Democracy and Difference

Midwives and Market Vendors in Juchitan, Mexico

by | Apr 20, 1998

Wedding celebration in family courtyard.

What animates struggles for social justice and makes democratization possible? The southern Mexican city of Juchitán offers the paradoxical lesson that difference and disruption can foster the establishment of multifaceted democracy. Democracy occurred in Juchitán not because Western cultural and economic practices proceeded apace there, but because the outside was kept out in significant ways in the twentieth century and Zapotec Indians mobilized politically at the borders of violence.

A Zapotec political movement, the Coalition of Workers, Peasants, and Students of the Isthmus, or COCEI, has governed Juchitán since 1989. COCEI administers social welfarefunds for the city of 100,000 with widely acknowledged efficiency, promotes Zapotec language and culture, and mobilizes poor people around pressing economic issues.COCEI secured this right to govern through fifteen years of militant grassroots activism that combined direct action mobilizations with electoral participation. As a result of its opposition to the Mexican regime, COCEI faced brutal killings and military occupation. Since 1989, in contrast, Mexican authorities have respected the results of elections in Juchitán, invested in municipal services, and curbed human rights abuses, outcomes that are particularly noteworthy in light of decades of polarized conflict in nearby Chiapas and Central America.

COCEI’s political mobilizations have been accompanied by extensive Zapotec cultural and artistic elaboration. Since the 1920s, Juchitecos have practiced and reinvented Zapotec painting, literature, music, dress, and ritual practice, interacting with and borrowing from national and international artistic currents. Zapotec market women and businesspeople have similarly engaged the outside with margins of success unusual in poor regions of Mexico. In the course of these cultural and economic interactions, Juchitecos have disagreed vehemently among themselves about how much of the outside to embrace and on what terms.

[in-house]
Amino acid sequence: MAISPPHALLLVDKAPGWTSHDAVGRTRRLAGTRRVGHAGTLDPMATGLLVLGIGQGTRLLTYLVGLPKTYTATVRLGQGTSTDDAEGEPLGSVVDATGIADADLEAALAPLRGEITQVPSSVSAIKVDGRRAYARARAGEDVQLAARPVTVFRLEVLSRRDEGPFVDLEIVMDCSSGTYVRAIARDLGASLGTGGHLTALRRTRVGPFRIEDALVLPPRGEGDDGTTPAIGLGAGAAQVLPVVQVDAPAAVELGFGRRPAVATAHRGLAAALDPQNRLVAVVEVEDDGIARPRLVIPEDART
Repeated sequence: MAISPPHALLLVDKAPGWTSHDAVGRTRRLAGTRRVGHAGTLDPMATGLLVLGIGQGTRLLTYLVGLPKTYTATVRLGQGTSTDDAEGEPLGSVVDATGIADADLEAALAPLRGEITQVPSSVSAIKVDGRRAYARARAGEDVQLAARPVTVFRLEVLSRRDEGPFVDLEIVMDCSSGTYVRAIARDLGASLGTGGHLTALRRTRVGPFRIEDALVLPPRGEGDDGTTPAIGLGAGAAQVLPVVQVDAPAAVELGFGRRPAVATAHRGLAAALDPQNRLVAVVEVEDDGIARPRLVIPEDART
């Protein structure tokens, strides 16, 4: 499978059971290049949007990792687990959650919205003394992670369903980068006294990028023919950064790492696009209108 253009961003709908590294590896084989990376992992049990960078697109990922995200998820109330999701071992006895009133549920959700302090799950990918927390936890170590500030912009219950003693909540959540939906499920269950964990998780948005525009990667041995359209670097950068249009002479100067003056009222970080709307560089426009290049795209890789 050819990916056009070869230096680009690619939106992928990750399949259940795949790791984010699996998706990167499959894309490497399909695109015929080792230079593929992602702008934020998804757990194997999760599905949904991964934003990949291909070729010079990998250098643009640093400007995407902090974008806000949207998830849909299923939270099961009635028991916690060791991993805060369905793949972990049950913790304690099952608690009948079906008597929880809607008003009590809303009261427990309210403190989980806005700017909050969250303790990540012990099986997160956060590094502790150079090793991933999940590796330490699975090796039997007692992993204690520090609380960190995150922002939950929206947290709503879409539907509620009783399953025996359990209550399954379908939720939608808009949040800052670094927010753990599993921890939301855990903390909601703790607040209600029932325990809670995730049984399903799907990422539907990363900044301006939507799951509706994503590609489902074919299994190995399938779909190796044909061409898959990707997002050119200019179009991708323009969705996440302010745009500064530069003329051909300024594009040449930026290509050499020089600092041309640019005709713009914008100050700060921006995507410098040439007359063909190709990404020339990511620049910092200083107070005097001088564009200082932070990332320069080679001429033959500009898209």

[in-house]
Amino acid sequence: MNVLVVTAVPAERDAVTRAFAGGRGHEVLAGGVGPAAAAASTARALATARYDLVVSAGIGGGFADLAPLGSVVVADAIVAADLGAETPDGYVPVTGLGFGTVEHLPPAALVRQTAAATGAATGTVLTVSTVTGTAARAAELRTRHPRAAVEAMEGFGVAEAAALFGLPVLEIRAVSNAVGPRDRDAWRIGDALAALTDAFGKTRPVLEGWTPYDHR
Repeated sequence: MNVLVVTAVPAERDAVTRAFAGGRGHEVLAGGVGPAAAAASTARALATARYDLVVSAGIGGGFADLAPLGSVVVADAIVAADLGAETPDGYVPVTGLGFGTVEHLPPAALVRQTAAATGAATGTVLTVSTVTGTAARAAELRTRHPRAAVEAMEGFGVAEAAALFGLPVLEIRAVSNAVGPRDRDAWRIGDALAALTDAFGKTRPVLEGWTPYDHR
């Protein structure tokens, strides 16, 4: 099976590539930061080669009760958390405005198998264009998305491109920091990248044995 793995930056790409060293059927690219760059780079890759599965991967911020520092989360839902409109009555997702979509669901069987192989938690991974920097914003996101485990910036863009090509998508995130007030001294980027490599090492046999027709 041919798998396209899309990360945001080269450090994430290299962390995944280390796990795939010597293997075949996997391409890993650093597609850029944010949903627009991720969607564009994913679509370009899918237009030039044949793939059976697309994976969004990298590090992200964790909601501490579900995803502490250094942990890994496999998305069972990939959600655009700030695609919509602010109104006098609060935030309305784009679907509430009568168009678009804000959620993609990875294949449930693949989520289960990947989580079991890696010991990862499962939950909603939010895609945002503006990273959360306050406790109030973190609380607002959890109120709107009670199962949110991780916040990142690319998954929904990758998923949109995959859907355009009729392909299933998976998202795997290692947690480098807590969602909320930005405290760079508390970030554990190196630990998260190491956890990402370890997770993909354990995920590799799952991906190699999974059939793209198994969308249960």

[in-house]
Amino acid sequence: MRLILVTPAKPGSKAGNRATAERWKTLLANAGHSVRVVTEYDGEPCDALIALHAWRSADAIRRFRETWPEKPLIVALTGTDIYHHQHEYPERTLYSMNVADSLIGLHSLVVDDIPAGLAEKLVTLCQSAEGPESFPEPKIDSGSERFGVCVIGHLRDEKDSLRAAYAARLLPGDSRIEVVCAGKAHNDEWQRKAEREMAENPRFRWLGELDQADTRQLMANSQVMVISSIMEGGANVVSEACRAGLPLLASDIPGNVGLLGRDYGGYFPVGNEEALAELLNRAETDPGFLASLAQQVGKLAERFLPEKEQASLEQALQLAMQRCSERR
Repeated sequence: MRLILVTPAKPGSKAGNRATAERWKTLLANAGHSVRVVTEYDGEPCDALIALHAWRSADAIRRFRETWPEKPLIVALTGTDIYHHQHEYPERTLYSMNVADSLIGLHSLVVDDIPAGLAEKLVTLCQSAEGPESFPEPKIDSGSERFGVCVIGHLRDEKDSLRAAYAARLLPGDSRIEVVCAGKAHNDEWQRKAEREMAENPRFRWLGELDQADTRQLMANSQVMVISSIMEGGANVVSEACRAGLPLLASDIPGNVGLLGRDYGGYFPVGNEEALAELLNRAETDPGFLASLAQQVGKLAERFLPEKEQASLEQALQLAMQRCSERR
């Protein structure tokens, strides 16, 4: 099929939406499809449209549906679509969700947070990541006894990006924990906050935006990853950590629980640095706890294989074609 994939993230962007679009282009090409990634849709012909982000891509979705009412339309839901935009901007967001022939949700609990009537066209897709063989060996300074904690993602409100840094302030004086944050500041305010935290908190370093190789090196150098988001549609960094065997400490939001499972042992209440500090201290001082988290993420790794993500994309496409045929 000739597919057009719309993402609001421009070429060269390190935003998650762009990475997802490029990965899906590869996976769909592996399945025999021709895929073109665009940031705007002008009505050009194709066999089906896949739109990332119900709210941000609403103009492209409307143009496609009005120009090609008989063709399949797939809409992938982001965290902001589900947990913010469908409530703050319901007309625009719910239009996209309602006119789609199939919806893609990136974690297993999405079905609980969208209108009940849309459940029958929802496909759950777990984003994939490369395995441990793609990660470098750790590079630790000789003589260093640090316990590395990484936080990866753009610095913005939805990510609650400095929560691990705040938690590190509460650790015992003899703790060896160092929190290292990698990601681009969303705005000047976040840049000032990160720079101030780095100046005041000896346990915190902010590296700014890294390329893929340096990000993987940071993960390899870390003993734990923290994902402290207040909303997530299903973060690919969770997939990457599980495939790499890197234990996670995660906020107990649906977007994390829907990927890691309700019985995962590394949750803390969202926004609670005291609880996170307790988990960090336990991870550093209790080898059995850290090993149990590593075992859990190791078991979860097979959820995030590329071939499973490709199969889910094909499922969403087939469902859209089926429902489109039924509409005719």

Above and to left Zapotec women in their courtyards.

In this context, COCEI’s internal characteristics and its role as governing party have been tempestuous and contradictory. As a non-violent movement, it has incited turbulence and threat. While claiming to be democratic, it has limited dissent and reached internal decisions non-democratically, while at the same time reinvigorating electoral competition for public office. As municipal administration, it has paved streets and installed drainage honestly and transparently, while neglecting to develop new leadership and forward-looking economic programs.

Juchitán suggests that democracy arises through mobilization and threat and that movements for social justice may combine, and indeed be animated by, both praiseworthy and negative characteristics. The interaction between Zapotec culture and Western democratic discourse has (re)produced difference and and conflict and also brought about unprecedented democratic innovation. The autonomy of Zapotec culture and the ability of Juchitecos to interact with the outside from a position of relative strength were key ingredients in these transformations.

Spring 1998

 

Jeffrey W. Rubin received his Ph.D. in the Government Department at Harvard. He is a Member of the School of Social Science at the Institute for Advanced Study in Princeton, New Jersey. These photographs appear in his recent book Decentering the Regime: Ethnicity, Radicalism, and Democracy in Juchitán, Mexico, published by Duke University Press.

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